The most significant storm of the 1999 Oklahoma outbreak, which sent funnels as far east as Tennessee, was a single F5 that started near Amber and didn’t lift until Midwest City, still packing F4 winds. (By the time it got to my neighborhood, I think it had just barely dropped into the F3 range.) The storm took out about 8,000 buildings, which sounds like a lot, but that’s over a sixty-mile stretch.

I am reasonably certain that another F5 would scrape my little frame house right off its slab. As it stands, though, the worst I’ve seen so far was from a hailstorm last year, which caused about $10,000 damage to the roof but left the house pretty much intact. Certainly nothing that happened then would have motivated me to move away.

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As I take my cootie shot is the project of these three excellent babes:

Founders of Hello Giggles

More specifically:

Founded by actress/musician Zooey Deschanel, producer Sophia Rossi and blogger/web personality Molly McAleer, is the ultimate entertainment destination for smart, independent and creative females. Everything hosted on the site will be lady-friendly, so visitors need not worry about finding the standard Boys Club content that makes many entertainment sites unappealing to so many of us.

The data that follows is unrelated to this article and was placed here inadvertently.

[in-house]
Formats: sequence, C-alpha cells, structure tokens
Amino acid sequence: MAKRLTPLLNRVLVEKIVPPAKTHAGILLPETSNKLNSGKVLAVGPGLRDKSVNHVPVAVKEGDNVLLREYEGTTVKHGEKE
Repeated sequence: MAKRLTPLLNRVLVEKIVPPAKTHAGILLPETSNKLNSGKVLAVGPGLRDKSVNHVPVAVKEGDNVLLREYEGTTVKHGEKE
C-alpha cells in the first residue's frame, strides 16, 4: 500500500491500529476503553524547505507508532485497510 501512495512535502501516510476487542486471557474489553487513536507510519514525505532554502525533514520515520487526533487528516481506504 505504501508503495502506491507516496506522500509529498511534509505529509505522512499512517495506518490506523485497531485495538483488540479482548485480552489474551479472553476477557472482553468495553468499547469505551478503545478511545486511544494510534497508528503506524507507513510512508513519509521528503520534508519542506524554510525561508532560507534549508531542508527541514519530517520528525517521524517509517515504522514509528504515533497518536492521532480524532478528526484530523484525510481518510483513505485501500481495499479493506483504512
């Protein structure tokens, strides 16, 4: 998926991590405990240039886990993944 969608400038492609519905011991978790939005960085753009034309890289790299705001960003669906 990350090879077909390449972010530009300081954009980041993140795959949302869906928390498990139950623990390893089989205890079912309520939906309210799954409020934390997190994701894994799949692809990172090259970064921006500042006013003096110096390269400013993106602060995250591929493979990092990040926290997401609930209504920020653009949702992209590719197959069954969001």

There are moments when I revel in fratboy humor, and moments when I am utterly appalled by it. (And sometimes, yes, those moments are adjacent to one another.) Their first piece, a three-minute spot for Teleflora, is cutely whimsical, and I have a high tolerance for whimsical cuteness, which gives me another excuse to keep an eye on HelloGiggles.

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You don’t know me

In fact, they won’t even let me tell you who I am:

An Arab banquet waiter at the legendary Waldorf-Astoria hotel says he was forced to wear different name tags at work to prevent guests from being frightened by being served by someone named Mohamed.

Mohamed Kotbi, born in Morocco, has worked for the Waldorf for twenty-six years, and this apparently wasn’t a problem until shortly after 9/11. After complaining to the EEOC, he was given a tag with his last name: “Kotbi.” And then:

This past November, however, he was given a name tag that said, “Edgar.” Kotbi said he complained and was told by a manager, “It’s better to be Edgar than Mohamed today.”

You’d almost think the Waldorf was outsourcing their banquet work to Bangalore, home of Steve and Debbie and a whole lot of other people who don’t sound like they’d be named Steve or Debbie.

Kotbi is now suing, charging that the hotel’s finagling has created a “hostile work environment” in which co-workers are regularly mocking him.

(Via Fark.)

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Accept no substitutes

It’s a “customer-service nightmare,” says danah boyd, but it’s also the harbinger of something that has the potential to be far nastier: